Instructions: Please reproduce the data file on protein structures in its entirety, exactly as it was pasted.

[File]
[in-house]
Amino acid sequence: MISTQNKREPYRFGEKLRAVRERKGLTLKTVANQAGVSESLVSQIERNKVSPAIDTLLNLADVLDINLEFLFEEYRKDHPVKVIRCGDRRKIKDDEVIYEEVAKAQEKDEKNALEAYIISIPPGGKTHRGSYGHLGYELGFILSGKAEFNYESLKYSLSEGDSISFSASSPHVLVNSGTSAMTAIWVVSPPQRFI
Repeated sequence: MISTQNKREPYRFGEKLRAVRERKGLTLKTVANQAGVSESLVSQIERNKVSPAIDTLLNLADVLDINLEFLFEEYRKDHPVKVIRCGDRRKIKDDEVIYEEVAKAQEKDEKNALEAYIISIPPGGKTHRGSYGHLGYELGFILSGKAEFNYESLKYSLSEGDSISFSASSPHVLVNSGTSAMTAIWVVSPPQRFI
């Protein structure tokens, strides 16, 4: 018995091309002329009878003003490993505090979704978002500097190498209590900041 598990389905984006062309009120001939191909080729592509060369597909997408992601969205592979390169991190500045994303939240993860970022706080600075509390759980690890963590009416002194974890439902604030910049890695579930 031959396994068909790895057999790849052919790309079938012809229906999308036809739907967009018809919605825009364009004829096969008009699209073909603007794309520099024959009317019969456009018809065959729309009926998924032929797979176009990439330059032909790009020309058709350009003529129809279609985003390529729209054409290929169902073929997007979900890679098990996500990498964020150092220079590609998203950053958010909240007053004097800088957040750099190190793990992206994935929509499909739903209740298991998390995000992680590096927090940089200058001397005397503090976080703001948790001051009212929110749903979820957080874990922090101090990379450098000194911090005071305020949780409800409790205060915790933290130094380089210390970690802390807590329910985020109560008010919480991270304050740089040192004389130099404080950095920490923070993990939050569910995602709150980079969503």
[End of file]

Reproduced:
[in-house]
Amino acid sequence: MISTQNKREPYRFGEKLRAVRERKGLTLKTVANQAGVSESLVSQIERNKVSPAIDTLLNLADVLDINLEFLFEEYRKDHPVKVIRCGDRRKIKDDEVIYEEVAKAQEKDEKNALEAYIISIPPGGKTHRGSYGHLGYELGFILSGKAEFNYESLKYSLSEGDSISFSASSPHVLVNSGTSAMTAIWVVSPPQRFI
Repeated sequence: MISTQNKREPYRFGEKLRAVRERKGLTLKTVANQAGVSESLVSQIERNKVSPAIDTLLNLADVLDINLEFLFEEYRKDHPVKVIRCGDRRKIKDDEVIYEEVAKAQEKDEKNALEAYIISIPPGGKTHRGSYGHLGYELGFILSGKAEFNYESLKYSLSEGDSISFSASSPHVLVNSGTSAMTAIWVVSPPQRFI
């Protein structure tokens, strides 16, 4: 018995091309002329009878003003490993505090979704978002500097190498209590900041 598990389905984006062309009120001939191909080729592509060369597909997408992601969205592979390169991190500045994303939240993860970022706080600075509390759980690890963590009416002194974890439902604030910049890695579930 031959396994068909790895057999790849052919790309079938012809229906999308036809739907967009018809919605825009364009004829096969008009699209073909603007794309520099024959009317019969456009018809065959729309009926998924032929797979176009990439330059032909790009020309058709350009003529129809279609985003390529729209054409290929169902073929997007979900890679098990996500990498964020150092220079590609998203950053958010909240007053004097800088957040750099190190793990992206994935929509499909739903209740298991998390995000992680590096927090940089200058001397005397503090976080703001948790001051009212929110749903979820957080874990922090101090990379450098000194911090005071305020949780409800409790205060915790933290130094380089210390970690802390807590329910985020109560008010919480991270304050740089040192004389130099404080950095920490923070993990939050569910995602709150980079969503």